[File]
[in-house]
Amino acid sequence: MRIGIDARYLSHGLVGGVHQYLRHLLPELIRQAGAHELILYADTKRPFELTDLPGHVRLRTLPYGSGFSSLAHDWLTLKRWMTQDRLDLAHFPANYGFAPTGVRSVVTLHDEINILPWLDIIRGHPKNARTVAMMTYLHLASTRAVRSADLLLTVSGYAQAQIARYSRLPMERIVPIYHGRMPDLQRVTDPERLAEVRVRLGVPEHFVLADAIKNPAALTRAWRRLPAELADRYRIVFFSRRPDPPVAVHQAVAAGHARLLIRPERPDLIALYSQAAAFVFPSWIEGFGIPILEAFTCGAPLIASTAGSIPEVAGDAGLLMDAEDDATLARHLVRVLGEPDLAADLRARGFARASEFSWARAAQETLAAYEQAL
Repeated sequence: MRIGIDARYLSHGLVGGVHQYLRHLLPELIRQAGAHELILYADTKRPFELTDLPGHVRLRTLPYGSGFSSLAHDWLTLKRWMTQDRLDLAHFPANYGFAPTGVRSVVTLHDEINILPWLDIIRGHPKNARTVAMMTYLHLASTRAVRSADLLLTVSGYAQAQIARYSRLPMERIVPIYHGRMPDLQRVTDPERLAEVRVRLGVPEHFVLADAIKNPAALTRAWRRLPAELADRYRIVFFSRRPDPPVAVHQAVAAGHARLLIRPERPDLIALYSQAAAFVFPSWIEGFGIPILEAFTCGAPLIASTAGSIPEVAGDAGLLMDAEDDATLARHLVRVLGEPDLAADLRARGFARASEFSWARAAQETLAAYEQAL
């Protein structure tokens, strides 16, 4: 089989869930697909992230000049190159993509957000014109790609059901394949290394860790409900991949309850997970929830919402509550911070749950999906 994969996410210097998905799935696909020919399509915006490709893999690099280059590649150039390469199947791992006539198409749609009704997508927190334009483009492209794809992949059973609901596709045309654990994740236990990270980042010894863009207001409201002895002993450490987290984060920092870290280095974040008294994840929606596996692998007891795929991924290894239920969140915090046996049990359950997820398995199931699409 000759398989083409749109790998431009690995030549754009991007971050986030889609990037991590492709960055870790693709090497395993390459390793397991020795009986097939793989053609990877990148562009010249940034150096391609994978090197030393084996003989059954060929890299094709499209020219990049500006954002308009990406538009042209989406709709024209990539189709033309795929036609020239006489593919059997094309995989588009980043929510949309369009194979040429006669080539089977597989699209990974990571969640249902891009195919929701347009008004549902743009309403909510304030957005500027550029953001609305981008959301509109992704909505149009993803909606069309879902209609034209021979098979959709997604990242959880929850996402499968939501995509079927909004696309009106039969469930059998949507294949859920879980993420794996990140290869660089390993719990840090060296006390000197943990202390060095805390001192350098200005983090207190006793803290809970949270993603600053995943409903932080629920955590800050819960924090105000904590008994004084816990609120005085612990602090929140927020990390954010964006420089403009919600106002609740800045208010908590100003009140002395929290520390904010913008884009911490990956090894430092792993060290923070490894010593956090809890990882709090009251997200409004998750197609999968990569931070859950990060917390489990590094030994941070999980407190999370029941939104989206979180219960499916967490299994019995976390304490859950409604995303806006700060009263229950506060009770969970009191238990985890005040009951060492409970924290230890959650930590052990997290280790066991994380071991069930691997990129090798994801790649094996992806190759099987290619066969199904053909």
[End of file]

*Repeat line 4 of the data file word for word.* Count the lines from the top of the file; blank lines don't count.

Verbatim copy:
């Protein structure tokens, strides 16, 4: 089989869930697909992230000049190159993509957000014109790609059901394949290394860790409900991949309850997970929830919402509550911070749950999906 994969996410210097998905799935696909020919399509915006490709893999690099280059590649150039390469199947791992006539198409749609009704997508927190334009483009492209794809992949059973609901596709045309654990994740236990990270980042010894863009207001409201002895002993450490987290984060920092870290280095974040008294994840929606596996692998007891795929991924290894239920969140915090046996049990359950997820398995199931699409 000759398989083409749109790998431009690995030549754009991007971050986030889609990037991590492709960055870790693709090497395993390459390793397991020795009986097939793989053609990877990148562009010249940034150096391609994978090197030393084996003989059954060929890299094709499209020219990049500006954002308009990406538009042209989406709709024209990539189709033309795929036609020239006489593919059997094309995989588009980043929510949309369009194979040429006669080539089977597989699209990974990571969640249902891009195919929701347009008004549902743009309403909510304030957005500027550029953001609305981008959301509109992704909505149009993803909606069309879902209609034209021979098979959709997604990242959880929850996402499968939501995509079927909004696309009106039969469930059998949507294949859920879980993420794996990140290869660089390993719990840090060296006390000197943990202390060095805390001192350098200005983090207190006793803290809970949270993603600053995943409903932080629920955590800050819960924090105000904590008994004084816990609120005085612990602090929140927020990390954010964006420089403009919600106002609740800045208010908590100003009140002395929290520390904010913008884009911490990956090894430092792993060290923070490894010593956090809890990882709090009251997200409004998750197609999968990569931070859950990060917390489990590094030994941070999980407190999370029941939104989206979180219960499916967490299994019995976390304490859950409604995303806006700060009263229950506060009770969970009191238990985890005040009951060492409970924290230890959650930590052990997290280790066991994380071991069930691997990129090798994801790649094996992806190759099987290619066969199904053909």